The entire story of the Amazons can finally be told: Millennia ago, Queen Hera and the goddesses of the Olympian pantheon grew greatly dissatisfied with their male counterparts…and far from their sight, they put a plan into action. A new society was born, one never before seen on Earth, capable of wondrous and terrible things…but their existence could not stay secret for long. When a despairing woman named Hippolyta crossed the Amazons’ path, a series of events was set in motion that would lead to an outright war in heaven—and the creation of the Earth’s greatest guardian!
Legendary talents Kelly Sue DeConnick and Phil Jimenez unleash a reading experience the likes of which you’ve never seen, with subsequent issues featuring art by Gene Ha and Nicola Scott! One of the most unforgettable DC tales of all time begins here.
If you’ve read it (or plan to) and wish to discuss, drop your thoughts below when you’re ready!
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Honestly, this issue was kinda losing me in the first half. Yes, Jimenez’s art was extraordinary, but it was very overwhelming at times, to the point where I wasn’t exactly sure what was going on from one panel to another, if there was even another panel or not. Jimenez has always had really intricate panel layouts with small details like George Perez, but Perez was always able to do that without sacrificing storytelling for it, and I think for the creation of the Amazons it was sacrificed a lot.
Speaking of Perez and the creation of the Amazons, another thing that was grating at me was just me thinking, “This is literally what we got in the first issue of Perez’s Wonder Woman, but with crazy art design.” There was absolutely nothing new or novel in any of the actual plot and written word of what was going on. I was reminded a bit of criticism of Ultimate Spider-Man when it came out about how Bendis took a 10 page story and bloated it out into six full issues, and I was worried that was going to happen here.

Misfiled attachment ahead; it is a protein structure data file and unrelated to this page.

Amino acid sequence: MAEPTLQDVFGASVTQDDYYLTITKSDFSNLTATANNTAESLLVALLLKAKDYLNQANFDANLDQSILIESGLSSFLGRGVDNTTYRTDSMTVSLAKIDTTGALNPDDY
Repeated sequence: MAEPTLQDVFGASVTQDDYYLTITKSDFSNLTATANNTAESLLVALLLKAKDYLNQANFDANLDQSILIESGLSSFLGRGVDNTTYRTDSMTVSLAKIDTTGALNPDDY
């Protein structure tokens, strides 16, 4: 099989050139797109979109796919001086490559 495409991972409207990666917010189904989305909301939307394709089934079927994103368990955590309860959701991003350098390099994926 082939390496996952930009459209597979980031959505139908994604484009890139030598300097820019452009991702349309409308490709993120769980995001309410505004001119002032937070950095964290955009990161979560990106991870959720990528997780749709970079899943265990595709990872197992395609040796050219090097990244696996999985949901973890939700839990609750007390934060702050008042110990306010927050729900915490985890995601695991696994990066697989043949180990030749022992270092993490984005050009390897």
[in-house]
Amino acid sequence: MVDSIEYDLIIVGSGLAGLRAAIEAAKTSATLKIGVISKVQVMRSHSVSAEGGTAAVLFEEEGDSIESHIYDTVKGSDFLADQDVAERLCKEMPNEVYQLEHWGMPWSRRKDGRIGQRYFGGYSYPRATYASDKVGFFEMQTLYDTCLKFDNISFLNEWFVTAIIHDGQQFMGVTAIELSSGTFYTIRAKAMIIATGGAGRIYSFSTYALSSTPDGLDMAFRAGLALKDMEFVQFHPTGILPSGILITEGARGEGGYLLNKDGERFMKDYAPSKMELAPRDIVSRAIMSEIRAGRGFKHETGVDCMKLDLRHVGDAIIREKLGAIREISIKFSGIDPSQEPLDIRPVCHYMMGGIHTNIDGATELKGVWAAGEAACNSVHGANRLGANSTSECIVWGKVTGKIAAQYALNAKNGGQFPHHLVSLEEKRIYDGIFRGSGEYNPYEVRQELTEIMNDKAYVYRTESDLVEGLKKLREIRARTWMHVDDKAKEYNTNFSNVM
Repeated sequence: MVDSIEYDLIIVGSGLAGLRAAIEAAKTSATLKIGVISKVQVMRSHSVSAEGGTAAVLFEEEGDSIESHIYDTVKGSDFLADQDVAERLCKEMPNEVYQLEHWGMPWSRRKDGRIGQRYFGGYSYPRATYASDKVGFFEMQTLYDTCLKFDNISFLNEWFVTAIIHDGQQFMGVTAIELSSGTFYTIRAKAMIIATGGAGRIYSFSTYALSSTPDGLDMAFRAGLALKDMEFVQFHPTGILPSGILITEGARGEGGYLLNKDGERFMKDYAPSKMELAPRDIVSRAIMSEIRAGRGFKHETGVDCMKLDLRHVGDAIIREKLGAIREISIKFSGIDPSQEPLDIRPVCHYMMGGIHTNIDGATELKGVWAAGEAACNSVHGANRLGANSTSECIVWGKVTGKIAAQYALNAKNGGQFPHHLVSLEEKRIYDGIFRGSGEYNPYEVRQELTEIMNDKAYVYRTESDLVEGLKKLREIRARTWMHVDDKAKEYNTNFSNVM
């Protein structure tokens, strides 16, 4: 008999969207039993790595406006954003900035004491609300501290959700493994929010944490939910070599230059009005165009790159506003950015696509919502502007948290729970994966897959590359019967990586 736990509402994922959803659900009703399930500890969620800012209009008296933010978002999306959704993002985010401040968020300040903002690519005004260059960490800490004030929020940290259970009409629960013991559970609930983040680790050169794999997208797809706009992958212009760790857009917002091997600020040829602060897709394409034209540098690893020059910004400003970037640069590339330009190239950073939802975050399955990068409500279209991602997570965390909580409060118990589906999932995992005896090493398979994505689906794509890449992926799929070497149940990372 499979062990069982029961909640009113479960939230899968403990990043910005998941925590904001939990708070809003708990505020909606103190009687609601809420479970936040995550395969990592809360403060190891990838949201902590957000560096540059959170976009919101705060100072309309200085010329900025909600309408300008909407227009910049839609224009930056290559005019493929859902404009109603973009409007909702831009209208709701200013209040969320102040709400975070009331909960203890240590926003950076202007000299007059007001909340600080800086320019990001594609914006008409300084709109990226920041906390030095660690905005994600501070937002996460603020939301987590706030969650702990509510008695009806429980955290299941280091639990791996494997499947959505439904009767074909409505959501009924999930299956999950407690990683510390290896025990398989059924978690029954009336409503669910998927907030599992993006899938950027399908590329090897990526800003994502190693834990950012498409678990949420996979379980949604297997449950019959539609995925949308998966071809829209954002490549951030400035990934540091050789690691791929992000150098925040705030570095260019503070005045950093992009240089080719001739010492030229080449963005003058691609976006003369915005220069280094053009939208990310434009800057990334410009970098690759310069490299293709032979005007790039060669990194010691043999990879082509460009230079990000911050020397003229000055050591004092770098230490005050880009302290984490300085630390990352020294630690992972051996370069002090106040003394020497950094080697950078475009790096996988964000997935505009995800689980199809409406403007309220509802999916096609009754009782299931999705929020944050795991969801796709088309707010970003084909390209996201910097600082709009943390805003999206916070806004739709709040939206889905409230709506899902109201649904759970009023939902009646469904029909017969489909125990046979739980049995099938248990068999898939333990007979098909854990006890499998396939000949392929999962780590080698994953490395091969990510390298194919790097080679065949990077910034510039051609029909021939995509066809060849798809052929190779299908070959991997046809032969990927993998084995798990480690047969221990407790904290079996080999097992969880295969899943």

Then we got to the second half, with Hippolyta as a midwife being forced to make a horrific decision and how she meets the Amazons. Now THAT was interesting. That was new, seeing Hippolyta not as the badass warrior queen as she’s typically depicted. I can see this being Hippolyta’s origin story and her rise from a trembling midwife to a confident queen. Even the panel layouts worked so much better there, like the spread of Hippolyta running away.
Were you reading a physical copy or digital, @Jay_Kay? I didn’t find myself confused, but I was reading digital in guided view so maybe that helped?
Well…while I agree it’s the same mythology as Perez, I wouldn’t say it’s exactly the same in the way it’s being told. They’re telling it through the voice of the women involved - which they mentioned being the intention in that Beyond the Panels video. These goddesses are speaking as women first, Olympians second. That’s how I read it, anyway.
From another perspective, I think it’s necessary setup for what we’re probably going to see from the Amazon tribes created by each goddess.
I agree though, a lot of this was setting up what is to come. I found it fascinating as an Amazon fangirl, but I can see it maybe being hard to get into generally. And of course I am most interested to see what happens with Hippolyta and Diana. I’m sure we’ll see more focus on them in coming issues.